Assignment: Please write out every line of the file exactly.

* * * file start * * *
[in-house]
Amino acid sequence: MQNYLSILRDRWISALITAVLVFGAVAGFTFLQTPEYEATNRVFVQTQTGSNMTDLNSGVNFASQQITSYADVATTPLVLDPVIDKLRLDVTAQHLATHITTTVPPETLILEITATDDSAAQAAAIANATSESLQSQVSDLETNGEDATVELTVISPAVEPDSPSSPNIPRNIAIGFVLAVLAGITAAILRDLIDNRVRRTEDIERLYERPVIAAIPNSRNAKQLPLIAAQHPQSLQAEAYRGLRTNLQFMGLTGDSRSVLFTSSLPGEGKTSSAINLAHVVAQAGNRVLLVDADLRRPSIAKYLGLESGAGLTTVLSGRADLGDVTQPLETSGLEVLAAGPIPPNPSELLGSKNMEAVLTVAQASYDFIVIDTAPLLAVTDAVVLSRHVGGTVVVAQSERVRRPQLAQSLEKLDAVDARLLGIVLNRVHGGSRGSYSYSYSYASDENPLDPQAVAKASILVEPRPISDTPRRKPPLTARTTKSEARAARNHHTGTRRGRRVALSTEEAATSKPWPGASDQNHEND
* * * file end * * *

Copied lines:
[in-house]
Amino acid sequence: MQNYLSILRDRWISALITAVLVFGAVAGFTFLQTPEYEATNRVFVQTQTGSNMTDLNSGVNFASQQITSYADVATTPLVLDPVIDKLRLDVTAQHLATHITTTVPPETLILEITATDDSAAQAAAIANATSESLQSQVSDLETNGEDATVELTVISPAVEPDSPSSPNIPRNIAIGFVLAVLAGITAAILRDLIDNRVRRTEDIERLYERPVIAAIPNSRNAKQLPLIAAQHPQSLQAEAYRGLRTNLQFMGLTGDSRSVLFTSSLPGEGKTSSAINLAHVVAQAGNRVLLVDADLRRPSIAKYLGLESGAGLTTVLSGRADLGDVTQPLETSGLEVLAAGPIPPNPSELLGSKNMEAVLTVAQASYDFIVIDTAPLLAVTDAVVLSRHVGGTVVVAQSERVRRPQLAQSLEKLDAVDARLLGIVLNRVHGGSRGSYSYSYSYASDENPLDPQAVAKASILVEPRPISDTPRRKPPLTARTTKSEARAARNHHTGTRRGRRVALSTEEAATSKPWPGASDQNHEND